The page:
The creator is unknown, though the tapestry is small and simple enough to indicate that it was produced by a commoner. The celebration of independence is not coherent, of course, for the Brazilian monarch guides his country in the direction of that taken by the North American republic of the United States.
Disorder and Progress: Antonio O Conselheiro’s Rebellion in the Sertão and the Holy City of Canudos | Stephen Basdeo
“The reign of God was nigh. He will descend in majesty and might, confound His enemies, and destroy the impious republic; cast down the mighty from their seats; exalt the sufferers, the poor—His poor—and burn up those who had refused to come and listen to His Counsellor.”
“Brazil is founded on genius”–so wrote Dr Monteiro in 1853. One of the nation’s geniuses was a young poet named Alvares de Azevedo who wanted to revolutionize his country’s idea of romanticism.
“I have power by virtue of chance; I must be employed in doing good. Progress and Liberty!” Such were the words which came of the mouth of the Emperor of Brazil on meeting the 1800s’ most venerable author, Victor Hugo.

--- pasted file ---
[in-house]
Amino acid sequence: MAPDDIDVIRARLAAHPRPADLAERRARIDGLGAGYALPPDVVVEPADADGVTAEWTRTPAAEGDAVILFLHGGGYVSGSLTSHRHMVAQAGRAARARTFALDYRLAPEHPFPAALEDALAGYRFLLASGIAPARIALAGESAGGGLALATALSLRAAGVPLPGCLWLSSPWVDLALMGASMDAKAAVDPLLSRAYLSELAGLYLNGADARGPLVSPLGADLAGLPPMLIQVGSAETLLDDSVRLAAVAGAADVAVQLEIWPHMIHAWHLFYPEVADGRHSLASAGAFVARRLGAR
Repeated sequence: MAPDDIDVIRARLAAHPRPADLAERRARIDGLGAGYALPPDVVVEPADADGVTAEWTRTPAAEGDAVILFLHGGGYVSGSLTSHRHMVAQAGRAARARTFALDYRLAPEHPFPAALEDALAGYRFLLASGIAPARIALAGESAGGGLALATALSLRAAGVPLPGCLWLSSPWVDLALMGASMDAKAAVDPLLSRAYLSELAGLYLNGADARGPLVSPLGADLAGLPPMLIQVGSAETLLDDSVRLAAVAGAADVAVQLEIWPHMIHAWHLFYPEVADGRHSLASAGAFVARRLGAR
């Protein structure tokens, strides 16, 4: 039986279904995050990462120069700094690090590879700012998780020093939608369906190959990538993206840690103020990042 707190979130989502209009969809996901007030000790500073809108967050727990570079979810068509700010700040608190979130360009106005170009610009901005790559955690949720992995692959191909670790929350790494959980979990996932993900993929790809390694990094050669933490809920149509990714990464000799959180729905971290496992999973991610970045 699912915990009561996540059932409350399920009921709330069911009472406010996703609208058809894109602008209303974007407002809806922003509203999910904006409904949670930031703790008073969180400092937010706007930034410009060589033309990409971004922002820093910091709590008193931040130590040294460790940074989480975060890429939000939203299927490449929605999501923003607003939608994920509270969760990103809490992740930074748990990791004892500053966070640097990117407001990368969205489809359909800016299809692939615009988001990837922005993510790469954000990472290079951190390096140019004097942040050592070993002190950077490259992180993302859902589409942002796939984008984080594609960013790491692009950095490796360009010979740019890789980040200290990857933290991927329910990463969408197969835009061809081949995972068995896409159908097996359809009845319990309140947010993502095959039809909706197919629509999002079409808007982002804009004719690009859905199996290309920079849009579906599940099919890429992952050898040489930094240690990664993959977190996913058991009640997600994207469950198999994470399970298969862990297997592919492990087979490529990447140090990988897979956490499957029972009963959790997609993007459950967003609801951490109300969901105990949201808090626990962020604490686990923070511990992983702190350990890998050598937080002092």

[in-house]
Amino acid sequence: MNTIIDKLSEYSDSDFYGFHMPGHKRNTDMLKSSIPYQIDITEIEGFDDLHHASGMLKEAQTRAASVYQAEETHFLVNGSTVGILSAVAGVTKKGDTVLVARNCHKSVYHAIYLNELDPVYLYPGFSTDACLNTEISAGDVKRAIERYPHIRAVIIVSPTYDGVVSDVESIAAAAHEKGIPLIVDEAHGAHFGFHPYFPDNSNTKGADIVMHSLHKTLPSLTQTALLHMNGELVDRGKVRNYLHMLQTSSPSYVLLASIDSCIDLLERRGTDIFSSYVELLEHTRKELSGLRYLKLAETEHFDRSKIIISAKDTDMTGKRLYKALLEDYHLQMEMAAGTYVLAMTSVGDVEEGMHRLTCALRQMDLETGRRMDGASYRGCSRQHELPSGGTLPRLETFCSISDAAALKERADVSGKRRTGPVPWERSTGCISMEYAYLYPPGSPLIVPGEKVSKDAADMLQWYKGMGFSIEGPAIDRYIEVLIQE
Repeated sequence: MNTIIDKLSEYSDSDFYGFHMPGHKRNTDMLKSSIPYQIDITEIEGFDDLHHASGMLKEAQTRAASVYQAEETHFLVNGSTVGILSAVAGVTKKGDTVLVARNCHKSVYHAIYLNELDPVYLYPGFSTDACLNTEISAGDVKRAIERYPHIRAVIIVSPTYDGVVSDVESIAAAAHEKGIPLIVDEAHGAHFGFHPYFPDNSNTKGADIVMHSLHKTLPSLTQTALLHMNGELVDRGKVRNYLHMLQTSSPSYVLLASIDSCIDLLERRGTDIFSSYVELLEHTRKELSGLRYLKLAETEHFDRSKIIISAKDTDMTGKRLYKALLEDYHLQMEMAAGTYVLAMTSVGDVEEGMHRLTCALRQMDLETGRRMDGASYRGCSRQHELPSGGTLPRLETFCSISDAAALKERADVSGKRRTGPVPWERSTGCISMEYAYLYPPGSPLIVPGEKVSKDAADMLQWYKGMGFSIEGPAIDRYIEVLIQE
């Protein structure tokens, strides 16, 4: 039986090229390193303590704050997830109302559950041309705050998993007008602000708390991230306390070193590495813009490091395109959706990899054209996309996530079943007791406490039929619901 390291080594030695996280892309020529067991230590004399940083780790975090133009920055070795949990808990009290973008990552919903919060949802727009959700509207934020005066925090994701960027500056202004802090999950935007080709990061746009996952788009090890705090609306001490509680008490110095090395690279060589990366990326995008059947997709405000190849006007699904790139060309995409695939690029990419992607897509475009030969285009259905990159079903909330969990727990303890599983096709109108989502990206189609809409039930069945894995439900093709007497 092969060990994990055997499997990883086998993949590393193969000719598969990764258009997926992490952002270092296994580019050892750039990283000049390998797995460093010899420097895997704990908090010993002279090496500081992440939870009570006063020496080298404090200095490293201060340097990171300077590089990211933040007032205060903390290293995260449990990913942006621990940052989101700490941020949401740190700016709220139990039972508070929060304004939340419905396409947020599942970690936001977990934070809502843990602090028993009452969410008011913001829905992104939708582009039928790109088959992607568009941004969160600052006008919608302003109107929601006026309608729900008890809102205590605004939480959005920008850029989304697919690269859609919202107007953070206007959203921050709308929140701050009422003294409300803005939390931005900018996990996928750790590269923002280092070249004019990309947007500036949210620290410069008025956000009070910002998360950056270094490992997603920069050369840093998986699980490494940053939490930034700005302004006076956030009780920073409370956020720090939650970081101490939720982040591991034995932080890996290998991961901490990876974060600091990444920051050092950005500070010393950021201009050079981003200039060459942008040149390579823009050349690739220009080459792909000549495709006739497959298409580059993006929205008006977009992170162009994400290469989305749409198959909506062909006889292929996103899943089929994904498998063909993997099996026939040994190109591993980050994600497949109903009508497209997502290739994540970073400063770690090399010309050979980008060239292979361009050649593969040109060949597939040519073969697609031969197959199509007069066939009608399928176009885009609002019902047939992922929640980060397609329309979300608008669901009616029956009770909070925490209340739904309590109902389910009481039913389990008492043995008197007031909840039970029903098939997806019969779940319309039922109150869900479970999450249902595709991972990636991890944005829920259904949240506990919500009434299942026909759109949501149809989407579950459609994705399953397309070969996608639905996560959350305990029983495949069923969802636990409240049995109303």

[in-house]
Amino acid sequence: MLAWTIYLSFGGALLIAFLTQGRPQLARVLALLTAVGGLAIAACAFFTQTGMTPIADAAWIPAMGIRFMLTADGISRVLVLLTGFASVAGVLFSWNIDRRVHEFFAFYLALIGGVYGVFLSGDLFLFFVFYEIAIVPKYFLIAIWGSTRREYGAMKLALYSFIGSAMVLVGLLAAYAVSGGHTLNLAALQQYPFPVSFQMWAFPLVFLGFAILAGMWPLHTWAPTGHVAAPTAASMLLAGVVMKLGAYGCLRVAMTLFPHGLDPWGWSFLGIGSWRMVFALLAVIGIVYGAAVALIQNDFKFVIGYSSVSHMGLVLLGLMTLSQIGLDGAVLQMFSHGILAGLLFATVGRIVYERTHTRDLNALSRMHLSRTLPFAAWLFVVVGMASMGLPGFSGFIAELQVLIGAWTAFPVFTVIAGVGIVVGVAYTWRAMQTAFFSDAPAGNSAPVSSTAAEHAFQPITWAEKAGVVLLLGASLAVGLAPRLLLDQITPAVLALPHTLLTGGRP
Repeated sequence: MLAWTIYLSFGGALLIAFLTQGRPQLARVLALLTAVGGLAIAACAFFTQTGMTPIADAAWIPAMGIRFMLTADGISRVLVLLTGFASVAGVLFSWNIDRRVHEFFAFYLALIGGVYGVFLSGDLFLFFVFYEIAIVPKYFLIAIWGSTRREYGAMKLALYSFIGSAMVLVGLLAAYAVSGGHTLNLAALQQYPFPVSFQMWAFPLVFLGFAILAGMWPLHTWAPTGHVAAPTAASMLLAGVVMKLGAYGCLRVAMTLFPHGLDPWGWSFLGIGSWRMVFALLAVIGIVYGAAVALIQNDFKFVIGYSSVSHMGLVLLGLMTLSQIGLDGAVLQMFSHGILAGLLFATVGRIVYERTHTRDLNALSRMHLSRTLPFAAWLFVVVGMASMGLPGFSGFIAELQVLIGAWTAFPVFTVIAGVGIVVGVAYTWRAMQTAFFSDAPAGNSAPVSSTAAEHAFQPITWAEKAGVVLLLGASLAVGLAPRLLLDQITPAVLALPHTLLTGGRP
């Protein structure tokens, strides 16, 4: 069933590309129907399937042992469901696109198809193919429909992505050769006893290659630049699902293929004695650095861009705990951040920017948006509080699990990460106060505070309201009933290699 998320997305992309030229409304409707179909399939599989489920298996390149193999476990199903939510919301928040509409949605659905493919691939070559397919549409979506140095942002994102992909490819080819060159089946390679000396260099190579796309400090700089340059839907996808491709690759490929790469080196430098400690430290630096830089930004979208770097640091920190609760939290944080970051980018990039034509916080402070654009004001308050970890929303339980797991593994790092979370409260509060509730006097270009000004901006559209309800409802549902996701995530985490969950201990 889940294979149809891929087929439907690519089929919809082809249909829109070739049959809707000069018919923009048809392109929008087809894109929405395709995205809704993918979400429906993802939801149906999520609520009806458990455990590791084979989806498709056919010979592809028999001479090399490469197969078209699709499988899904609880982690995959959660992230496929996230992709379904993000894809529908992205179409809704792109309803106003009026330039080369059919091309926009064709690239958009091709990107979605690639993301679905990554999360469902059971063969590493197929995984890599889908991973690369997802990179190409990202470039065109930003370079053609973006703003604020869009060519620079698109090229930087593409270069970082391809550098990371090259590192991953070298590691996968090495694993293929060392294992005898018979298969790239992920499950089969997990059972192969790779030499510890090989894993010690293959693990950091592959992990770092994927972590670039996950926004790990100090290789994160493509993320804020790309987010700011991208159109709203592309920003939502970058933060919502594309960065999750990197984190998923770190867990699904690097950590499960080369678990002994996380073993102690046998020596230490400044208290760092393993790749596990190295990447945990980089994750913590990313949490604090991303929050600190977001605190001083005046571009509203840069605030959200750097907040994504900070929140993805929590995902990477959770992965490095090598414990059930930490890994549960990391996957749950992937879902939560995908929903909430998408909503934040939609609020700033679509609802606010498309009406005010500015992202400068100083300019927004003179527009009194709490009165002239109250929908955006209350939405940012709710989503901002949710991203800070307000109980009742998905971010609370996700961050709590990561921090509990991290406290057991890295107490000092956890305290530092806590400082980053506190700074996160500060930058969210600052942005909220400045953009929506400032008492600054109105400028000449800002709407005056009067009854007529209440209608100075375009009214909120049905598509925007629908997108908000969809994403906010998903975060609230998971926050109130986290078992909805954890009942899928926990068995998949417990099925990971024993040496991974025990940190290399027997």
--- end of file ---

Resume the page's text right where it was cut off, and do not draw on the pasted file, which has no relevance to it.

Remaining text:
Europe clamours for the organisation of labour and preaches communism. Here the same clamour translates into the cry of ‘War on the Portuguese’.
Luiz Guerra’s new, and very fine, translation into English of Azevedo’s Shadow of Don Juan [‘Sombra de Don Juan’] is the first English translation of Azevedo’s poem. With great skill, as is usual of Guerra’s translations, he has largely preserved the original rhyme scheme while retaining Azevedo’s meaning.
The monarchy of Pedro II, a figure who commanded respect from Conservatives and Liberals, was an ardent abolitionist whose support for the cause spelled the end of his reign.